Call It In the Air
Last time I saw you on your feet,
we climbed Mt. Shavano
to have lunch on the angel’s hip.
Year by year step by step you led me up
past the line where trees grow past the line
where shrubs cling to rocks
and you tell south by the lichen. I hesitate
when my lungs begin to ache, lose a full step
for your every two. We pass the line
where grizzlies plunder pine cone stores
of black, cat-eared alpine squirrels.
Empty craters that smell of thin green air.
We’re into the zone of the all too recently disturbed
stones where grizzlies find moths
that blow in off the plains of Kansas
and Nebraska to mate
in the rubble beyond the tree-line.
I don’t want to know any of this, but I do.
You do too but could give a damn.
I’m scared and I can’t breathe. I join the invisible
crowd of all those you’ve left behind and turn
back and you’re bears be damned
on all fours now. I sit on a boulder and gasp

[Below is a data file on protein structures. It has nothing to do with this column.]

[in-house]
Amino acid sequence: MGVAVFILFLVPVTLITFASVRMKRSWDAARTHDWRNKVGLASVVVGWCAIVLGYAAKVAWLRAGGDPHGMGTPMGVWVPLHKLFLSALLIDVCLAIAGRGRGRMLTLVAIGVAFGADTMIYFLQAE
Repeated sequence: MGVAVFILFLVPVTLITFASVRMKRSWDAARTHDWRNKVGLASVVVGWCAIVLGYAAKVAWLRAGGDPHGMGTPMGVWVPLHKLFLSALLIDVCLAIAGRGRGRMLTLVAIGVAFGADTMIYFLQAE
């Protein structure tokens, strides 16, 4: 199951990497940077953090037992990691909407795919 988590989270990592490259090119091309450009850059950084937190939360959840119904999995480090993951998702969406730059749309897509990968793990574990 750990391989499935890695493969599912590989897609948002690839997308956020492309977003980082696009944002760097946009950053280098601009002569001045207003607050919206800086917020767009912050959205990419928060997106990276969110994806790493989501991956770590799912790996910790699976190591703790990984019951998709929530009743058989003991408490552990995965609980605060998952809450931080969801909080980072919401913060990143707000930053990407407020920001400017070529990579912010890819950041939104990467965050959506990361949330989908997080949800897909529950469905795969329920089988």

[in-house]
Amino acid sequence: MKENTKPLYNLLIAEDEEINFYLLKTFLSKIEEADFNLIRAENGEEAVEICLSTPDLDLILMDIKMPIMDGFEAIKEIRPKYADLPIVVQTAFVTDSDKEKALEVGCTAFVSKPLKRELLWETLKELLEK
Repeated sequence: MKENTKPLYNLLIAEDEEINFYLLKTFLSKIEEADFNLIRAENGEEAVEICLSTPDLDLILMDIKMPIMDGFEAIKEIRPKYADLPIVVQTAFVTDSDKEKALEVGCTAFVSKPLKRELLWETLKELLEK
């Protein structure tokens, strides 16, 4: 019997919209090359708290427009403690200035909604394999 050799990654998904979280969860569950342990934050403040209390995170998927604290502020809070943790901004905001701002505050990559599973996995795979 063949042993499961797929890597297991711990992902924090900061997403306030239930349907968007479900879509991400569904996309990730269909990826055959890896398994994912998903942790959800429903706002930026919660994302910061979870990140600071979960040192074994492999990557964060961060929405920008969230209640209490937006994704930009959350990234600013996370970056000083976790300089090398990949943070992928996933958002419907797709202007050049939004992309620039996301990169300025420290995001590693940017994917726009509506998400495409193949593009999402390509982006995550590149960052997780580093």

for air and I see you get smaller and smaller
and with each blink I see it flash clear.
You could care about the altitude of the glacier
angel up the slope. I remember how you used to
tell me I made you safe because
when kidnappers came
they’d take me. The youngest. The boy. Now
I’m bigger than you are, so,
here I am, back here in the bell of he curve, Kate,
bait. And there you are,
your liver floating in the numbbright,
curled up like a peach pit
on a hissing radiator, eyes alight
with the flamedarktorch in each pulse.
I’m high enough
that my vision is splotched with black
patches of torn cloth
and there you go, a slow drip of Patrón
and a quick whiff of nicotine
for lunch as you search your way alone out along
the flat forever in the asymptotic line,
search your way up for the line
up beyond which elevation
the lungs change into birds
up high enough and cross the line to where
you can go on living without having to have a body at all.
“Call It In the Air” first appeared in Inertia Magazine.